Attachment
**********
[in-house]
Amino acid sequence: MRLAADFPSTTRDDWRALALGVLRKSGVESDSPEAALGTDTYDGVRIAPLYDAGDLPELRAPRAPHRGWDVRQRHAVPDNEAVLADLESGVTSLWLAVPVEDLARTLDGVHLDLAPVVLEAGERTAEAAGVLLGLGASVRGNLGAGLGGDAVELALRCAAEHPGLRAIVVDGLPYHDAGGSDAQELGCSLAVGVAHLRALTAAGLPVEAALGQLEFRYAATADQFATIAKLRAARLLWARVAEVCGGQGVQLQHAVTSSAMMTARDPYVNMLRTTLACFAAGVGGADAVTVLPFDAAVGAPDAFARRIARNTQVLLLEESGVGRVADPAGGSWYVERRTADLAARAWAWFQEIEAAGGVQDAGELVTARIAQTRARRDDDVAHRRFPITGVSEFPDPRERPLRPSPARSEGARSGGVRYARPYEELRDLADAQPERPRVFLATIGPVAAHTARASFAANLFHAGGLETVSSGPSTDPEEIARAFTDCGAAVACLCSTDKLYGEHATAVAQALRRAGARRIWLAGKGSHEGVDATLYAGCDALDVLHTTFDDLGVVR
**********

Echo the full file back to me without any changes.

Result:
[in-house]
Amino acid sequence: MRLAADFPSTTRDDWRALALGVLRKSGVESDSPEAALGTDTYDGVRIAPLYDAGDLPELRAPRAPHRGWDVRQRHAVPDNEAVLADLESGVTSLWLAVPVEDLARTLDGVHLDLAPVVLEAGERTAEAAGVLLGLGASVRGNLGAGLGGDAVELALRCAAEHPGLRAIVVDGLPYHDAGGSDAQELGCSLAVGVAHLRALTAAGLPVEAALGQLEFRYAATADQFATIAKLRAARLLWARVAEVCGGQGVQLQHAVTSSAMMTARDPYVNMLRTTLACFAAGVGGADAVTVLPFDAAVGAPDAFARRIARNTQVLLLEESGVGRVADPAGGSWYVERRTADLAARAWAWFQEIEAAGGVQDAGELVTARIAQTRARRDDDVAHRRFPITGVSEFPDPRERPLRPSPARSEGARSGGVRYARPYEELRDLADAQPERPRVFLATIGPVAAHTARASFAANLFHAGGLETVSSGPSTDPEEIARAFTDCGAAVACLCSTDKLYGEHATAVAQALRRAGARRIWLAGKGSHEGVDATLYAGCDALDVLHTTFDDLGVVR